How AI can Increase Empathy

Luis Miguel Samperio About Neurocinematics And Empathy

I met Luis Miguel Samperio in Madrid. Before we dive in, let me make an important point: I made a number of interviews with very different individuals throughout the world, and yet this one may be the most interesting and inspiring I ever did.

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From Building Architecture to Human Architecture

Luis Miguel introduces himself as someone who always had a knack for several related fields. Perhaps he is what Nassim Taleb calls a motivated flâneur—someone who navigates erudition with a curious, flexible outlook.

At the beginning, Luis Miguel studied architecture, “a field where creativity meets with technology.” Then, he says, the three-dimensional modeling program got the most of his attention. The “sense of the whole” he felt while arranging the disposition of walls, rooftops, up to “where to put the Sun” hooked him enough to wish he would pursue his studies, not in architecture, but in computer science.

Luis Miguel then focused on cutting-edge IT science, especially artificial intelligence (AI). He did not know what he exactly wanted to do but followed his intuition. “Academic or technical fields I crossed would help me towards a greater goal.”

Eventually, the far-reaching aim appeared. Luis Miguel’s project would consist in “integrating high-tech tools into humans”, although I would say that the reverse, integrating humans into high-tech tools, is true as well. Along with artificial intelligence, Luis Miguel leaned towards natural one: he dabbled with psychology, or cognitive sciences, that start from the premise of mind working more or less like a computer, to know how the human mind(s) work.

Consciousness Hacking

To build upon the dream, Luis Miguel chose to jump in the wagon of a Silicon Valley-initiated group, Consciousness Hacking (CH). He organized the first CH meet-up in Madrid. CH meet-ups happen all around the world, and Luis Miguel’s is a leading one in Spain. Specialists of various fields, ranging from virtual reality to ophthalmology, rub shoulders there.

According to Luis Miguel, CH serves “inner human development.” “There is a lot of talk on how to change the world, serve a greater cause… well, the very first source of action and change is ourselves.” Working on oneself comes first, changing the rest comes after. Luis Miguel remembers the saying of an ex-roommate of his: “yesterday I was clever and wanted to change the world, now I am wise and want to change myself.”

CH could have been dubbed consciousness networking. Or consciousness merging. Luis Miguel’s view of the initiative aims to an “empathetic” and “hyper-connected future.” And Luis Miguel is far from being alone: the Madrid hub was, and still is, a springboard to contact researchers. A particular university in Slovakia readily answered the call by sending no less than specialists from IT, psychology, and aesthetics departments.

The EmpaticaVR Project

The collective project pursued by the Madrid hub is also an idea of Luis Miguel. He called it EmpaticaVR. What does this mean? In a nutshell: the project is about “experiencing the world from another character or point of view through virtual reality storytelling.” Writers make up a story, create characters with the help of psychologists, IT men with an edge on three-dimensional modelling or coding create a world, and everyone then inhabits characters or roles inside the virtual world. “The psychological makeup these characters have depend from particular theories in psychology”, Luis Miguel adds.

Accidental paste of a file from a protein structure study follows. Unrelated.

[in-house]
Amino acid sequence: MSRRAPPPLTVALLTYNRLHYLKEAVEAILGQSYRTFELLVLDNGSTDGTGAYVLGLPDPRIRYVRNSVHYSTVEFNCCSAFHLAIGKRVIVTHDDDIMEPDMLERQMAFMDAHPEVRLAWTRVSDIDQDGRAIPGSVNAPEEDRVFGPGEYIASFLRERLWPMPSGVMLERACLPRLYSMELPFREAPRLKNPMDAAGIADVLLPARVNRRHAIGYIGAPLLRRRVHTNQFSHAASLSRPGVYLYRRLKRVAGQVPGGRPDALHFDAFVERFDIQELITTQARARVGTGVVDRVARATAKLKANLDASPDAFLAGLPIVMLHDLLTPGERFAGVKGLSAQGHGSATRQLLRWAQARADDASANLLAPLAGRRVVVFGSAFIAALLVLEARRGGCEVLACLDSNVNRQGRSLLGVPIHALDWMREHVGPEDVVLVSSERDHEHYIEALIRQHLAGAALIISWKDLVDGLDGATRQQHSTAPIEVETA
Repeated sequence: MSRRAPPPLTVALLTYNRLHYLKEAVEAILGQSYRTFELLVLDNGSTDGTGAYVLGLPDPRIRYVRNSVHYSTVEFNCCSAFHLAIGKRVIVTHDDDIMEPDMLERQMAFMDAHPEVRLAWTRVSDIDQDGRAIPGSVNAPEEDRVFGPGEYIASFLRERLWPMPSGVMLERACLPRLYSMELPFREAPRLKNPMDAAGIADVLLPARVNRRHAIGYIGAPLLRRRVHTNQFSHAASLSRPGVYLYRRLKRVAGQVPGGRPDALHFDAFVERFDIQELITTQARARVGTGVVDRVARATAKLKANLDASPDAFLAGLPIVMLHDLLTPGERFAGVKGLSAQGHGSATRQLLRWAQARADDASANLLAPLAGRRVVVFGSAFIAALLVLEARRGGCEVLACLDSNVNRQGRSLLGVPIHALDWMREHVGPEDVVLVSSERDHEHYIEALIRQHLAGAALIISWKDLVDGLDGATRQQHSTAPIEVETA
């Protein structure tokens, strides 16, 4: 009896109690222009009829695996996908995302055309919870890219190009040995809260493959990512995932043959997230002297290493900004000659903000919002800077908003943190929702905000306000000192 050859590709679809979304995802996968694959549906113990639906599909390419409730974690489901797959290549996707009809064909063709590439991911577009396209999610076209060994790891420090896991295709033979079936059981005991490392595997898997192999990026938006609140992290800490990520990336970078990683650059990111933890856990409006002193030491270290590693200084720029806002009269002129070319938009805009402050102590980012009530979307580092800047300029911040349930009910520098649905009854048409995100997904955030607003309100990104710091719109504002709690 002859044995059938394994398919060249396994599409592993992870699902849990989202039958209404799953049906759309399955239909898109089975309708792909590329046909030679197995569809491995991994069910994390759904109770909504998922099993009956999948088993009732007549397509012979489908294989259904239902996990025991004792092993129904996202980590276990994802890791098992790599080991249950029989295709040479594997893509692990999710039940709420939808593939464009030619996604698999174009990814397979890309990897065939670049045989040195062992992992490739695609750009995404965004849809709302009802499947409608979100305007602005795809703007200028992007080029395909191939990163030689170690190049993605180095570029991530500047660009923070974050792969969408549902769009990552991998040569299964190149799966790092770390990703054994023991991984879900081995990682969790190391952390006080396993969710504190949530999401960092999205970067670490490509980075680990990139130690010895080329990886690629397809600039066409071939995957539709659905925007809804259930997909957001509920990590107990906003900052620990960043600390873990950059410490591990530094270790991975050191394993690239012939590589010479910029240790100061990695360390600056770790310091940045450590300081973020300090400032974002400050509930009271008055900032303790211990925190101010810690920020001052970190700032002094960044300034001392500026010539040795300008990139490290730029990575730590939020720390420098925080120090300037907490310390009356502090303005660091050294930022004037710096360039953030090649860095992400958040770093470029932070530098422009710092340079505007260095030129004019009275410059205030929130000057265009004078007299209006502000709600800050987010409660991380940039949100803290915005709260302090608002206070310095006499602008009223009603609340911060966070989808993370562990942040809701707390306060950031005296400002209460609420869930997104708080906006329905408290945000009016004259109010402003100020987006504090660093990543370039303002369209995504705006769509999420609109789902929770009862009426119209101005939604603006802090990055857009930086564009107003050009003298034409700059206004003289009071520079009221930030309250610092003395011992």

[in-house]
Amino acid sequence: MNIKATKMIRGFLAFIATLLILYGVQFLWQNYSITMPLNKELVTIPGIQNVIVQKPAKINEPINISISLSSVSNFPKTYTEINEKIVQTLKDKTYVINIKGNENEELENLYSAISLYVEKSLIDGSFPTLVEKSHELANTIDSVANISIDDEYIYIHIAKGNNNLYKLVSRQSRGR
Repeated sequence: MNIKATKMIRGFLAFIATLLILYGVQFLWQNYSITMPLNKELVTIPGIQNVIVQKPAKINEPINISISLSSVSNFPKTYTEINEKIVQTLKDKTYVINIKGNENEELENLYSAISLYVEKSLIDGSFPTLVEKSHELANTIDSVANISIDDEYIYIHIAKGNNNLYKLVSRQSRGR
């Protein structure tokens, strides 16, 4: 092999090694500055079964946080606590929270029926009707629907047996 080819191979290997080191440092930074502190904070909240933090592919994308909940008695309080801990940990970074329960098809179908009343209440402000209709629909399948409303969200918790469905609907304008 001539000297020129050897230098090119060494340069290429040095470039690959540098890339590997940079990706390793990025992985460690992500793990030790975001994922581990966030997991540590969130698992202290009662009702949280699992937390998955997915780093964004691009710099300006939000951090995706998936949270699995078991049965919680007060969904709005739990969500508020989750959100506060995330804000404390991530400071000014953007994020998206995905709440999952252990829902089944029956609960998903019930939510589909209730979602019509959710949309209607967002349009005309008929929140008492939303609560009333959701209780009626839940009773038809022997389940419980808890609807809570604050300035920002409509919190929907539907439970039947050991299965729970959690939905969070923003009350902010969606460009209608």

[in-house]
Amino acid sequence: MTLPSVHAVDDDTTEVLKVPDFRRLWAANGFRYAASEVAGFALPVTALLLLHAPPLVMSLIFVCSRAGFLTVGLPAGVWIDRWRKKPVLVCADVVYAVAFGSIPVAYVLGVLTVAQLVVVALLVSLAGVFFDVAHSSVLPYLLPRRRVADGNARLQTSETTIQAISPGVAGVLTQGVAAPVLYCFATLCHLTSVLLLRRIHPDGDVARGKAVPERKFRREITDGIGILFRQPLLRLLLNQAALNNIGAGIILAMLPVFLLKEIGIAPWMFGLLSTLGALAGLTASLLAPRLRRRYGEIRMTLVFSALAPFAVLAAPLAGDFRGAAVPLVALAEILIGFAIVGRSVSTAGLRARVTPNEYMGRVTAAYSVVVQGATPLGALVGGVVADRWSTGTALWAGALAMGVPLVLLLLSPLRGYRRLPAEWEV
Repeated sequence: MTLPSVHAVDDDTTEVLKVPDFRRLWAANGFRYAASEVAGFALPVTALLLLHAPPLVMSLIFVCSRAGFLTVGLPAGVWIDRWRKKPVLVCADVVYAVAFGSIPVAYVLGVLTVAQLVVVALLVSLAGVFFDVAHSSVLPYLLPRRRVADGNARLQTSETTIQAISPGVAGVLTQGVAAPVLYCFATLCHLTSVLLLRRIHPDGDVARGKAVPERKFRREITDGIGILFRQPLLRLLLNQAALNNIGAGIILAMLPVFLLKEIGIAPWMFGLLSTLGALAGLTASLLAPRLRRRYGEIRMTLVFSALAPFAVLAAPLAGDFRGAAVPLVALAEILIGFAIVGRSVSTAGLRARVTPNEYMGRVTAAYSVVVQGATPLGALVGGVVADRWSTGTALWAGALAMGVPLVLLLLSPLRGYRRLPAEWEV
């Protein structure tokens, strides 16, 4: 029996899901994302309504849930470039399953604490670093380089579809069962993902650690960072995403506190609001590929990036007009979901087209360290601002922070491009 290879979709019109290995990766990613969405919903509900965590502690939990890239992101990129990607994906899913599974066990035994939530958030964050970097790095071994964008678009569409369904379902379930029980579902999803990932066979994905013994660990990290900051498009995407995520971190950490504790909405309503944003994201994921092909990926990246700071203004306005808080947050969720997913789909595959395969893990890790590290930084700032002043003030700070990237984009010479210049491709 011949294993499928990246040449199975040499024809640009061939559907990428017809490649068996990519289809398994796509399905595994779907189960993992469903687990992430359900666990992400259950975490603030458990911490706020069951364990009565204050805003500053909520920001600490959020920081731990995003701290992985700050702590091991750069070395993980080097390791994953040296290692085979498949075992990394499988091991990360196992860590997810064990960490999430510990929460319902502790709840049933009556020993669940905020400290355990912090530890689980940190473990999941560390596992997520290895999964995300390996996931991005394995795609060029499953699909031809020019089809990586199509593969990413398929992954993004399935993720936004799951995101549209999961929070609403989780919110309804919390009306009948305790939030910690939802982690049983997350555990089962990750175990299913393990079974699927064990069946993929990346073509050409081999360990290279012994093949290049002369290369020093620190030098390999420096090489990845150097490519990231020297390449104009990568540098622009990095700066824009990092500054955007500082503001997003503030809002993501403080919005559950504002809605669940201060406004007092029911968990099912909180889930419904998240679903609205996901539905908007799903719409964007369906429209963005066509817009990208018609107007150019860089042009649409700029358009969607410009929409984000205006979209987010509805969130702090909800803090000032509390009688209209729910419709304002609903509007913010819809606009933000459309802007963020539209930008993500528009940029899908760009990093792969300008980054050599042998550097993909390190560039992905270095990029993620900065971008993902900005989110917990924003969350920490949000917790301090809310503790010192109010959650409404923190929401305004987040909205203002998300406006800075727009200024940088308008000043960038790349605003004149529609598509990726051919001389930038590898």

The EmpaticaVR virtual worlds would tell their immersed users—through experience, of course—something like “hey, character X is you and X’ is how you perceive the world, this is okay but you must know that there are other characters as well and this is how they perceive.”

“I want to massively spread empathy and compassion around the world. In an interconnected, or a hyper-connected world, the most needed quality is also the most humane one. It is about putting oneself in anther’s shoes.” A strange paradox when said from modelling, coding and artificial intelligence! Used this way, immersive universes could reduce conflict and improve mutual understanding.

In real life, Luis Miguel mentions, a lot of projection happens. Individuals see the world through their own focuses and past memories. This would make us perceive “in a very limited way.” We see the world as if through a cone. We also inhabit a narrative because minds were designed to do so. The immersive worlds at EmpaticaVR allow one to inhabit another character than himself, inside a narrative one did not choose, and thus could see firsthand how someone else sees the world. “So”, Luis Miguel supposes, “this is how my mom or wife sees the world—I understand her now!”

Short Term Prospects

At the Near Future Forum Luis Miguel met with a specialist of AI who creates characters for video games. As game engines constantly grow in ability and complexity, non-playing characters can become less straightly rule-based, more subtle in their behavior. EmpaticaVR will follow the same trends. The immersive worlds Luis Miguel wants to put people into will support ever-increased stories, evermore-complex characters and plots, and constantly improve in immersiveness.